Since 2018, for the sake of the president’s peace of mind, VTsIOM stopped comparing him to other politicians altogether. They simply stopped asking people how they would vote in the next election. (* as recalled by a sociologist who worked at VTsIOM during those years; his words are confirmed by the data from VTsIOM’s database). But even the lack of competition wasn’t enough for Putin — pollsters began to employ instruments of manipulation in order to get the right answers.
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The Right Question Gets You the Right Answer
Pollsters wanted to get the answers the Kremlin wanted from respondents and started asking citizens questions with a prompt
In 2018, when Putin’s previously colossal rating collapsed by 20%, the Kremlin did not just come up with the idea of hiding old data on the approval rating of the head of state
First of all, respondents were frequently asked so-called formative questions in which they were immediately pointed to the right answer.
A typical example is the VTsIOM poll before the 2019 Moscow City Duma elections, in which opposition candidates were not allowed to participate. Right in the text of the question, the pollsters reported that the election commission had discovered invalid signatures in support of Gennady and Dmitry Gudkov, Ilya Yashin, and Lyubov Sobol. And then they asked:
Some people think that in this situation, the electoral commission should act in accordance with the law and deny registration to candidates who have committed signature collection violations. Others think that despite the violations, the electoral commission should have registered all candidates. Which point of view do you agree with more?
The questions about participation in protest rallies were worded similarly — in them, people were also immediately hinted at the right answer:
On July 27, an unsanctioned protest rally was held in Moscow. Do you agree or disagree with the opinion that in such situations, the authorities should act in accordance with the law, even if harsh measures have to be applied?
Not surprisingly, by giving people a clue as to what complies with the law and what doesn’t, the pollsters got the results the Kremlin demanded: more than half of respondents agreed that opposition candidates should not be registered, while 61% of Muscovites supported the government’s harsh actions at the rallies.
Such polls have recently become the norm.
On the eve of the war, VTsIOM asked citizens if they supported the recognition of the independence of the LPR and DPR, once again with an interesting wording:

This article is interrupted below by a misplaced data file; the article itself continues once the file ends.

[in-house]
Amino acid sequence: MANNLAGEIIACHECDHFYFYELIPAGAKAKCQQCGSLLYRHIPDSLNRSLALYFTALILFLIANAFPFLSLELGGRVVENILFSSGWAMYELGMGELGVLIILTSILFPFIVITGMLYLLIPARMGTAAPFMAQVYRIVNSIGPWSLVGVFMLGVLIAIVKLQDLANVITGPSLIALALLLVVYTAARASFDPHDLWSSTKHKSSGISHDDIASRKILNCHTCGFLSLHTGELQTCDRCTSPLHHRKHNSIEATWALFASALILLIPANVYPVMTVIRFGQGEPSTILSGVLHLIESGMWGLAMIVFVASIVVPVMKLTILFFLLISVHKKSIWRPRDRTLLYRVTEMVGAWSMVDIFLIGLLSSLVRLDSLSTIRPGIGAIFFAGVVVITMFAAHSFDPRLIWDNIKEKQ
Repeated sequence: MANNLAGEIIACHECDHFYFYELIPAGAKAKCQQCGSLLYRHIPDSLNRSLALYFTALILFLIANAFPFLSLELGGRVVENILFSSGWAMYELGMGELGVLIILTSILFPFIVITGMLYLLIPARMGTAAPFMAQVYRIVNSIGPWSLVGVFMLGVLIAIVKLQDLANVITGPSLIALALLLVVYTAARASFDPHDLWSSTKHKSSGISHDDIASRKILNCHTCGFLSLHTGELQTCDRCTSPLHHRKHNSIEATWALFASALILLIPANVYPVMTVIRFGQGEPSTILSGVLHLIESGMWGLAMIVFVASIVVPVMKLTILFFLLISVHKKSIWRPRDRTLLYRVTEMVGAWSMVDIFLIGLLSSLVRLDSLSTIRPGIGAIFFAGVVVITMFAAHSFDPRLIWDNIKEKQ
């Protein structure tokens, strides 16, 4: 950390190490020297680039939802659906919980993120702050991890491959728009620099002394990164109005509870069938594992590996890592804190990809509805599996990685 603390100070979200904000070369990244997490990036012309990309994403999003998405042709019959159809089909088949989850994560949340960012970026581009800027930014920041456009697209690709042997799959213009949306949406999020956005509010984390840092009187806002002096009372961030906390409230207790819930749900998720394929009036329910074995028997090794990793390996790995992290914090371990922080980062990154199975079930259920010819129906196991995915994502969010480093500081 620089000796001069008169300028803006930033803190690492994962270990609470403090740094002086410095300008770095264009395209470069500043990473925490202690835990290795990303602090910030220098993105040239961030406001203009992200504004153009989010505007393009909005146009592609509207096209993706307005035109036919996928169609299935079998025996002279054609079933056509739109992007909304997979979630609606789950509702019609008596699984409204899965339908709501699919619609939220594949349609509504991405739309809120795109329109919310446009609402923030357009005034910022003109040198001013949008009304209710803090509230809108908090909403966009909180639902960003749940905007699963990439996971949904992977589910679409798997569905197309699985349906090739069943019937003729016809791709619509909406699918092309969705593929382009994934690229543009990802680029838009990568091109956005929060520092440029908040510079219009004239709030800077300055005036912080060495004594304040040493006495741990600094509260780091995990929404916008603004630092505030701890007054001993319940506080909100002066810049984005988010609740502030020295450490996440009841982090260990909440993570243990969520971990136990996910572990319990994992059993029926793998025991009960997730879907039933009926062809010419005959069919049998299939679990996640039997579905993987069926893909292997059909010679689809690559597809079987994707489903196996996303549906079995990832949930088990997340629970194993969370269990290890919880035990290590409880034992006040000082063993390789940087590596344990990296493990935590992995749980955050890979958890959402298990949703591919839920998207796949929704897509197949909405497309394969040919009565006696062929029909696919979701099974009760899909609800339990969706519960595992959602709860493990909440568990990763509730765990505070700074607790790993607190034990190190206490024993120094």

Please tell us, do you or do you not support the president’s decision to have Russia recognize the independence of the DPR and LPR?
That is, this question was not about the Donbass problem, but about approval of the president, explains Alexei Titkov, a lecturer at the Moscow Higher School of Social and Economic Sciences. Once again, the Kremlin got the result it wanted — 73% supported Putin.
The pollsters phrased the question about the Russians’ attitude toward the agreement with the LPR and DPR, which was the basis for the aggression against Ukraine, even more clumsily. VTsIOM asked this:
Yesterday the president and the heads of the DPR and LPR signed treaties on friendship, cooperation and mutual assistance. Do you or do you not support Vladimir Putin’s decision to sign these treaties?
78% of respondents were in favor of the “friendship”.
Life by own rules
In May 2022, VTsIOM published a press release with the headline “Life by own rules.” Its main conclusion: “89% of Russians believe that today Russia should live by its own rules, without looking back at Western countries.”
“They invented some abstract West, attributed some rules to it, and set it against some abstract Russia,” a former VTsIOM official, who held a senior position there, said indignantly. “What is Russia — its president? What are the rules — to continue the war? Ask if Germany should live by the rules of China, and you will get the same results. Either the pollsters were told to ask it this exact way, or they are very stupid.
Secondly, the drop in Putin’s approval rating has also affected the options for answers — the pollsters have now practically stopped asking people open-ended questions, i.e. those where respondents can give their own answers
But the biased answer options are best seen in the FOM poll about the purpose of the “special operation” in Ukraine. Three out of four answers are for supporters of the war: “to ensure the security of Russia,” “to protect the residents of the DPR and LPR,” and “to remove Ukrainian nationalists from power.” There is only one option for opponents of the war, and it is not the most obvious: “to liquidate the statehood of Ukraine and annex it to Russia.” Young respondents aged 18-30 chose it one and a half times more often than all the others — but it does not usually make it into press releases or news reports
Do young Russians want war?
Do you or do you not support the decision to conduct a special military operation of Russia in Ukraine?
Percentage of respondents
All of The Project’s interlocutors, including former employees of both centers, affirm that neither VTsIOM nor FOM “draw numbers” — all they have to do is ask the right questions to the right people. Then the answers will be “right” too, especially since citizens are becoming more and more afraid to talk to pollsters with each passing year.
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Answers out of Fear and for Food
Russians and residents of the captured regions of Ukraine have become afraid of pollsters and often give “correct” answers out of fear